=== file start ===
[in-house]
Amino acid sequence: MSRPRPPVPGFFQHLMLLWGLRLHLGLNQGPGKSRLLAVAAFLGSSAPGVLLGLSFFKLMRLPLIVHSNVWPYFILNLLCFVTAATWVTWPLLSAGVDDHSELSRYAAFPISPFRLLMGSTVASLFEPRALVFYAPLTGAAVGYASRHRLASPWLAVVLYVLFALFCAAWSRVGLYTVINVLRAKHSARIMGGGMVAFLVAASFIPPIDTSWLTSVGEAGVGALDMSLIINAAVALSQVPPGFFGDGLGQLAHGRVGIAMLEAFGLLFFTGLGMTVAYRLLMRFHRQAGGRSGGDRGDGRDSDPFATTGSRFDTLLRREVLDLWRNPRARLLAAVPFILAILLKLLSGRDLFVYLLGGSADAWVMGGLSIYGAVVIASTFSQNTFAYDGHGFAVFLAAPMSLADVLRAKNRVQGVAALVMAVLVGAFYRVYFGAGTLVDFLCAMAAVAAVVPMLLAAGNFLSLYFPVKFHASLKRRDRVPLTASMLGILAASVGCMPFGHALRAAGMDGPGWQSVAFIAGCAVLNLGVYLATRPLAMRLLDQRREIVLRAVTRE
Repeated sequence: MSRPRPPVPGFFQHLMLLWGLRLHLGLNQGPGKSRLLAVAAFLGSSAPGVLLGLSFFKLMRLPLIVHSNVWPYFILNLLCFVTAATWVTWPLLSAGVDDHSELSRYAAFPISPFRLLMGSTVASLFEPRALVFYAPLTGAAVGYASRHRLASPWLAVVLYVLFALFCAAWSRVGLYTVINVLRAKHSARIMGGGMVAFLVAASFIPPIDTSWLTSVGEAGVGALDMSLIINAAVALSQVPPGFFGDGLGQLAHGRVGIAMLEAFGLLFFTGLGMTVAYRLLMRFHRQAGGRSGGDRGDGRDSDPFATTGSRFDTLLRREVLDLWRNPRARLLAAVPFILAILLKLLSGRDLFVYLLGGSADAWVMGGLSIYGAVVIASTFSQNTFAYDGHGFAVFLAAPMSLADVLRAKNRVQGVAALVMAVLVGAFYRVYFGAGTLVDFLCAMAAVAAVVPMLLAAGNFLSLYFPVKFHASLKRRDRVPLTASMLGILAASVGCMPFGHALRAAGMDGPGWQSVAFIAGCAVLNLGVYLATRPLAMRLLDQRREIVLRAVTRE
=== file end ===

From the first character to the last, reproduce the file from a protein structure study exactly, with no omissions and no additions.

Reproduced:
[in-house]
Amino acid sequence: MSRPRPPVPGFFQHLMLLWGLRLHLGLNQGPGKSRLLAVAAFLGSSAPGVLLGLSFFKLMRLPLIVHSNVWPYFILNLLCFVTAATWVTWPLLSAGVDDHSELSRYAAFPISPFRLLMGSTVASLFEPRALVFYAPLTGAAVGYASRHRLASPWLAVVLYVLFALFCAAWSRVGLYTVINVLRAKHSARIMGGGMVAFLVAASFIPPIDTSWLTSVGEAGVGALDMSLIINAAVALSQVPPGFFGDGLGQLAHGRVGIAMLEAFGLLFFTGLGMTVAYRLLMRFHRQAGGRSGGDRGDGRDSDPFATTGSRFDTLLRREVLDLWRNPRARLLAAVPFILAILLKLLSGRDLFVYLLGGSADAWVMGGLSIYGAVVIASTFSQNTFAYDGHGFAVFLAAPMSLADVLRAKNRVQGVAALVMAVLVGAFYRVYFGAGTLVDFLCAMAAVAAVVPMLLAAGNFLSLYFPVKFHASLKRRDRVPLTASMLGILAASVGCMPFGHALRAAGMDGPGWQSVAFIAGCAVLNLGVYLATRPLAMRLLDQRREIVLRAVTRE
Repeated sequence: MSRPRPPVPGFFQHLMLLWGLRLHLGLNQGPGKSRLLAVAAFLGSSAPGVLLGLSFFKLMRLPLIVHSNVWPYFILNLLCFVTAATWVTWPLLSAGVDDHSELSRYAAFPISPFRLLMGSTVASLFEPRALVFYAPLTGAAVGYASRHRLASPWLAVVLYVLFALFCAAWSRVGLYTVINVLRAKHSARIMGGGMVAFLVAASFIPPIDTSWLTSVGEAGVGALDMSLIINAAVALSQVPPGFFGDGLGQLAHGRVGIAMLEAFGLLFFTGLGMTVAYRLLMRFHRQAGGRSGGDRGDGRDSDPFATTGSRFDTLLRREVLDLWRNPRARLLAAVPFILAILLKLLSGRDLFVYLLGGSADAWVMGGLSIYGAVVIASTFSQNTFAYDGHGFAVFLAAPMSLADVLRAKNRVQGVAALVMAVLVGAFYRVYFGAGTLVDFLCAMAAVAAVVPMLLAAGNFLSLYFPVKFHASLKRRDRVPLTASMLGILAASVGCMPFGHALRAAGMDGPGWQSVAFIAGCAVLNLGVYLATRPLAMRLLDQRREIVLRAVTRE